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'Frustration among Democrats'
For Democrats, it is a chance to highlight what they characterize as hands-off policies by Bush and the Republicans that favor the wealthy. Yet the crisis demands swift action for which Democrats, as the leaders of Congress, will bear a hefty share of responsibility. They do not relish being seen as complicit in a Wall Street rescue when voters are feeling an acute economic pinch.

"There's a lot of frustration among Democrats who view this cataclysm as the logical consequence of a philosophy of deregulation," said William A. Galston, a domestic policy adviser in the Clinton White House. At the same time, "Does anybody really want to go down in history as part of the sand in the machinery that helped bring about the repeat of 1930?"

Rep. Barney Frank, chairman of the House Financial Services Committee, said Democrats cannot duck the issue after spending eight years hammering Bush for making end-runs around Congress.

"There have been people on my side complaining about executive overreaching, too much power for the executive. I think it would be grave hypocrisy to then sit back and ... say, 'OK, you guys do it on your own,'" said Frank, a Democrat from Massachussetts. "We can't be for ... a two-branch operation - unless it's a tough issue."

Frank was the first lawmaker to float a possible solution, a government entity along the lines of the Resolution Trust Corp. of the 1980s that took over hundreds of failed savings and loans and sold off their assets before folding.

'Nobody can attack us'
Democratic leaders quickly backed away from the idea and said it would be months before Congress was ready to take such action. Pelosi resorted to hearings to investigate whether fraud played a part in the financial collapse and what Congress might do about it in the future. She said the rescue of insurer American International Group was "outrageous."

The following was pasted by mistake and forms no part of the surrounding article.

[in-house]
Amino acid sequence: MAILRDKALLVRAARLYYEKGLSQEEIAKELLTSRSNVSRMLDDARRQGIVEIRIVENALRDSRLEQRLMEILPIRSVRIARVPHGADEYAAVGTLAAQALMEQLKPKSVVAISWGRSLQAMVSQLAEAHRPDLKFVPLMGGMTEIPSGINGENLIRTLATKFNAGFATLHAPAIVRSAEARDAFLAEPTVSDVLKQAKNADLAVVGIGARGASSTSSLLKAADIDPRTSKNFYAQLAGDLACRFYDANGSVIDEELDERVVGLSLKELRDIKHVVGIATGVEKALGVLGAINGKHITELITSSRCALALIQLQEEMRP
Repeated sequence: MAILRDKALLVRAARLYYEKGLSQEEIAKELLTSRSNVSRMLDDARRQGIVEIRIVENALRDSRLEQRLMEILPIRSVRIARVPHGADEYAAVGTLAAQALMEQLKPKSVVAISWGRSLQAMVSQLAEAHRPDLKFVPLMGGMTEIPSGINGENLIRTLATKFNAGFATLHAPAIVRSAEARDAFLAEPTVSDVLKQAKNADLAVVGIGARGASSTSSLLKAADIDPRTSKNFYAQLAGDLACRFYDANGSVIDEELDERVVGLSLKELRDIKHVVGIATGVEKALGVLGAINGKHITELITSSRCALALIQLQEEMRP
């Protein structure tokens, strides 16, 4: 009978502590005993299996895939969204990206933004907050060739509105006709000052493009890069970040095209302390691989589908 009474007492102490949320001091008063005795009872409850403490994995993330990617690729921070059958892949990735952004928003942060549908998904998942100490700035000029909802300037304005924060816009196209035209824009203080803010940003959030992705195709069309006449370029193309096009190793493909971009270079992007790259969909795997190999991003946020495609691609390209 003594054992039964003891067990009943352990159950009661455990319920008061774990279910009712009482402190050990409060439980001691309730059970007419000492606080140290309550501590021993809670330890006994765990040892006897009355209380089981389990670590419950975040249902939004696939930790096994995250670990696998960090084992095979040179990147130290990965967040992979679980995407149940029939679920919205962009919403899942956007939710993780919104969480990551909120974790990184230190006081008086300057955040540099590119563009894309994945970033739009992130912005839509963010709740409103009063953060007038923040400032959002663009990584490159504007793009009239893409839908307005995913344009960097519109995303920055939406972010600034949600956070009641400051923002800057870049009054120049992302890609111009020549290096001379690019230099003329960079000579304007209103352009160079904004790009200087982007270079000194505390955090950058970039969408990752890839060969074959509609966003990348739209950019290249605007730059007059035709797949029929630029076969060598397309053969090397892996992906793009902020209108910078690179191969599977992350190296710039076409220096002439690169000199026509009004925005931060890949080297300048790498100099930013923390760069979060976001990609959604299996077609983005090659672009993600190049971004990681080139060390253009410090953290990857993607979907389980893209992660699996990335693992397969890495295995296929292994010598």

"There was a reluctance for us to announce the first big-government proposal," Rep. Brad Sherman, a Democrat from California, said before the actual size of the administration's plan became clear. Now, "Nobody can attack us for being big government spenders."

He said he and many colleagues worry that that top Democrats are being stampeded into accepting what Bush and Wall Street want. "Leadership has to worry that the press will vilify Democrats for not immediately rubber-stamping this urgent proposal," Sherman said.

The challenge is acute, too, for Republicans. They philosophically are opposed to government intervention in the market, yet acutely aware that economic woes could cost their party dearly in November's elections.

"It's precisely at moments like this that the momentum is there for a further growth in government, and they're fearful of that," said Michael Franc of the conservative Heritage Foundation. "They don't want to be co-opted."

the dems want to add a stimulus package, obligating even more debt to the people.........but they aren't suicidal enough to hold up the bill and risk a financial collapse of our system.....but they will try....
 
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